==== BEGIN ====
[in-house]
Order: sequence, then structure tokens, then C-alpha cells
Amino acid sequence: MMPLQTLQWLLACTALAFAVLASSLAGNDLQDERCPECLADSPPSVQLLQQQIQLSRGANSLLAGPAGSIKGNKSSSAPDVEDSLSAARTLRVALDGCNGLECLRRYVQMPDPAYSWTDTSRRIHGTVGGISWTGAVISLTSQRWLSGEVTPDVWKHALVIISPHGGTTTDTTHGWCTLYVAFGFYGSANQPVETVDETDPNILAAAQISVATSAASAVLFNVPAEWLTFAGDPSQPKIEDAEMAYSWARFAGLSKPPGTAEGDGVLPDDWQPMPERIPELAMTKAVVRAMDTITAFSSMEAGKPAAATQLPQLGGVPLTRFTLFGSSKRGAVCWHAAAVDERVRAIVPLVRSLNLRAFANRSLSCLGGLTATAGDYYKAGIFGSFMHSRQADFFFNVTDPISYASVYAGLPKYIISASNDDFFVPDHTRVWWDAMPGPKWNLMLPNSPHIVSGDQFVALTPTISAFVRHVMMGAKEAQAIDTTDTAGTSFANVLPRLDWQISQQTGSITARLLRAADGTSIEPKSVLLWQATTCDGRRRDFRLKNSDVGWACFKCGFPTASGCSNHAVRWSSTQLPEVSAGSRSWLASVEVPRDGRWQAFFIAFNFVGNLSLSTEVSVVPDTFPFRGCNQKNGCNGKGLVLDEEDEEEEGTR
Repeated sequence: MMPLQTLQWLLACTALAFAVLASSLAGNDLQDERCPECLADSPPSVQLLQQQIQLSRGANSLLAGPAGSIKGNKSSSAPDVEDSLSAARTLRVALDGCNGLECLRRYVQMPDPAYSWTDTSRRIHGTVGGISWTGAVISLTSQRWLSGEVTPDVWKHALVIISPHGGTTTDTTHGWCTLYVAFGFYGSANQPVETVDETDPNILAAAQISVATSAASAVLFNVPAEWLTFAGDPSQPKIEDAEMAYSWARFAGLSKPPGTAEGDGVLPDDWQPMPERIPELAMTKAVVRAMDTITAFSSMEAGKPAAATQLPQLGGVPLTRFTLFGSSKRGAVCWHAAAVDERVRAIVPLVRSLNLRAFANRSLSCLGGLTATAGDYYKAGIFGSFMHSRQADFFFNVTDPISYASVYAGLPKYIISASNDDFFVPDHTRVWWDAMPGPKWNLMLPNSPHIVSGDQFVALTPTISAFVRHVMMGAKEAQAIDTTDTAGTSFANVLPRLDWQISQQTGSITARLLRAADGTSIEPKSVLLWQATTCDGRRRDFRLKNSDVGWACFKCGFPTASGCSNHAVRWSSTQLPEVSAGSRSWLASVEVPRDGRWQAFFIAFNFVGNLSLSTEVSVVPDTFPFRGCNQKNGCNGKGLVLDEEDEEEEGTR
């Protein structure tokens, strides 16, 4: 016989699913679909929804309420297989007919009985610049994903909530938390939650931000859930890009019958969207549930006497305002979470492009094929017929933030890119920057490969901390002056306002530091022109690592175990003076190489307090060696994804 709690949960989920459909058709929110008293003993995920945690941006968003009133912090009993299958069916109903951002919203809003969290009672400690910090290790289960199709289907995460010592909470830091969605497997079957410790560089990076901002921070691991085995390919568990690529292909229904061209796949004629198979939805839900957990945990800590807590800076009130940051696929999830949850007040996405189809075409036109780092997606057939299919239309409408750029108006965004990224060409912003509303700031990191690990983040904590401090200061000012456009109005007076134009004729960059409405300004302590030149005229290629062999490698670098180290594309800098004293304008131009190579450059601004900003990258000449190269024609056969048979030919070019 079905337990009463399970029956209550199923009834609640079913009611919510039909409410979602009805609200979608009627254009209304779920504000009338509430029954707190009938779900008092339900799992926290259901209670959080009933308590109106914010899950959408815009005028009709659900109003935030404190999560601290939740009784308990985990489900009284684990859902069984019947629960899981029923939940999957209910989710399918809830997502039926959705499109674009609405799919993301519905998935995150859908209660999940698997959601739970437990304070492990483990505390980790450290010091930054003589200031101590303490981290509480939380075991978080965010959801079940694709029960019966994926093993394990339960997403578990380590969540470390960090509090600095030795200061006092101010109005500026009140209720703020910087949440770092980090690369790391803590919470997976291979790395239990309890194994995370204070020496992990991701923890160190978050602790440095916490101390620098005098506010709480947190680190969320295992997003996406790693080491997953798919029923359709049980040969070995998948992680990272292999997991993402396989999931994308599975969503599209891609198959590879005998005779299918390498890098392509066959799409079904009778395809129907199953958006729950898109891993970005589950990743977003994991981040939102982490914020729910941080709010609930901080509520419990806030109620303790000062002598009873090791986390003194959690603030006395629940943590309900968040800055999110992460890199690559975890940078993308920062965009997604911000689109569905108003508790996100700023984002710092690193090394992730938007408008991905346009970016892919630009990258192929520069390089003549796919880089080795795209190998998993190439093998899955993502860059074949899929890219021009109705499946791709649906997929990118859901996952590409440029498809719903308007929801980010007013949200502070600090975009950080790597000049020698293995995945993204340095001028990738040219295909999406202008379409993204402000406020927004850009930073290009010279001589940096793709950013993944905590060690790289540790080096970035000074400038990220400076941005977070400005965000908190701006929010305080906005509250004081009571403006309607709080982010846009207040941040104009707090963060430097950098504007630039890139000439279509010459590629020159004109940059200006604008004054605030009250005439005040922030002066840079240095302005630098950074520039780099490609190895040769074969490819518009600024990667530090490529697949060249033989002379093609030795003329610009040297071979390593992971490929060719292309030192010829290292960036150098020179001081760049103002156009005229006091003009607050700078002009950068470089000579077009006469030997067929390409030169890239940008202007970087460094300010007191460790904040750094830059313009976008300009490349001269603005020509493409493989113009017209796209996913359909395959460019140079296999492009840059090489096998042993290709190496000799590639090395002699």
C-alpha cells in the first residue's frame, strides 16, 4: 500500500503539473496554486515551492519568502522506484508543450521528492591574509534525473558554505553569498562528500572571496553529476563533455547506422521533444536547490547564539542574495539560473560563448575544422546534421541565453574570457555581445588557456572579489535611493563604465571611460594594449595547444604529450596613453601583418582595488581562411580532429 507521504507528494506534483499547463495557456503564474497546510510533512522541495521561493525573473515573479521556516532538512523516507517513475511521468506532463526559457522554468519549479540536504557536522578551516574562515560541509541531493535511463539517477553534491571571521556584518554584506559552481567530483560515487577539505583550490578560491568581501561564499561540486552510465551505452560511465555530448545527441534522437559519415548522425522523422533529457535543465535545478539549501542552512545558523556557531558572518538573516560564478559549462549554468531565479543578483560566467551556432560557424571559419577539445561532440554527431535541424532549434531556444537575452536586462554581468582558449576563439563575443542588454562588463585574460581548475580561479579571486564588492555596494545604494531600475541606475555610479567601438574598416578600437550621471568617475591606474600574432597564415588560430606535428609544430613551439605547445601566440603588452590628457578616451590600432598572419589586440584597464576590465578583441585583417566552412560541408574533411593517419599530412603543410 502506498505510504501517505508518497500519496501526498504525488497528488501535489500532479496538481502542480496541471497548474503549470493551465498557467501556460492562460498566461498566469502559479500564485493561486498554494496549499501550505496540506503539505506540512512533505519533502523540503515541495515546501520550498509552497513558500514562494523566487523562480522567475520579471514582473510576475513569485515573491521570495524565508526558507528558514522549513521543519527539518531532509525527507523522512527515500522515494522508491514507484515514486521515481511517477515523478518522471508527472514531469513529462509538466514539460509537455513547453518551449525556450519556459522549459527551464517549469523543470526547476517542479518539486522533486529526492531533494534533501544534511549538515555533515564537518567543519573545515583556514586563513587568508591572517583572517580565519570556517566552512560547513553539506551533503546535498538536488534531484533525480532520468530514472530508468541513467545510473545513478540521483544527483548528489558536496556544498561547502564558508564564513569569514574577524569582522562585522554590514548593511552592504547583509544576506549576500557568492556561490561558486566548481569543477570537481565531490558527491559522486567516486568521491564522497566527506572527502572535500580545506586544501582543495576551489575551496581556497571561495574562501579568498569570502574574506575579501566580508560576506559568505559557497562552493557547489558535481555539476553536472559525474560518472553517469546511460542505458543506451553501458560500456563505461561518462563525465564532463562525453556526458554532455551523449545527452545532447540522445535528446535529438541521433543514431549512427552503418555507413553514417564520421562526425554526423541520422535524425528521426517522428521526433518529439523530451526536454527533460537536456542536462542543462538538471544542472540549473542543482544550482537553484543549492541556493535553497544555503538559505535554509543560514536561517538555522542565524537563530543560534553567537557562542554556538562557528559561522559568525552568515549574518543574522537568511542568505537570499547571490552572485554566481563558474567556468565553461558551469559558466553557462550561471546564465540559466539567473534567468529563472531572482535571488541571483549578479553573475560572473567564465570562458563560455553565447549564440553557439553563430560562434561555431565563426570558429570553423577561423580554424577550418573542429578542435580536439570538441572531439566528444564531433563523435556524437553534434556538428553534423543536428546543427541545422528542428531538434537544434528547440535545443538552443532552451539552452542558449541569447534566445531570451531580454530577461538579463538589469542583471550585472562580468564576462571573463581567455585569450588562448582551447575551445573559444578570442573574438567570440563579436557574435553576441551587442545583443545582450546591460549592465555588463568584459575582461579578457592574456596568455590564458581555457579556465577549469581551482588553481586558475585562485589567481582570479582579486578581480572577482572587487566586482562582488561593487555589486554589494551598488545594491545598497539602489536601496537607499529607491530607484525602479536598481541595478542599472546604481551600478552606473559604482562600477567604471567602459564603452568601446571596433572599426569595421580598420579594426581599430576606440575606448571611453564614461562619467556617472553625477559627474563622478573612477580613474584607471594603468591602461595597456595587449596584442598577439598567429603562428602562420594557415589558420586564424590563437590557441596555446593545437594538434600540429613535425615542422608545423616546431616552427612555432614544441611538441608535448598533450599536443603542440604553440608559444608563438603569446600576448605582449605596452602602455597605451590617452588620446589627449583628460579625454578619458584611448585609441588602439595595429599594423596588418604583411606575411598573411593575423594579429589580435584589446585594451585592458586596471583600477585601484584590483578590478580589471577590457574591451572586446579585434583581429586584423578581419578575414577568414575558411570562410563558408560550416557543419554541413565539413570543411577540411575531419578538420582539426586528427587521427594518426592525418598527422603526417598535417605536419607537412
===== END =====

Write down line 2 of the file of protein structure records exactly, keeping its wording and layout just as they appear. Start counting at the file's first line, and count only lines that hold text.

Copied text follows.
Order: sequence, then structure tokens, then C-alpha cells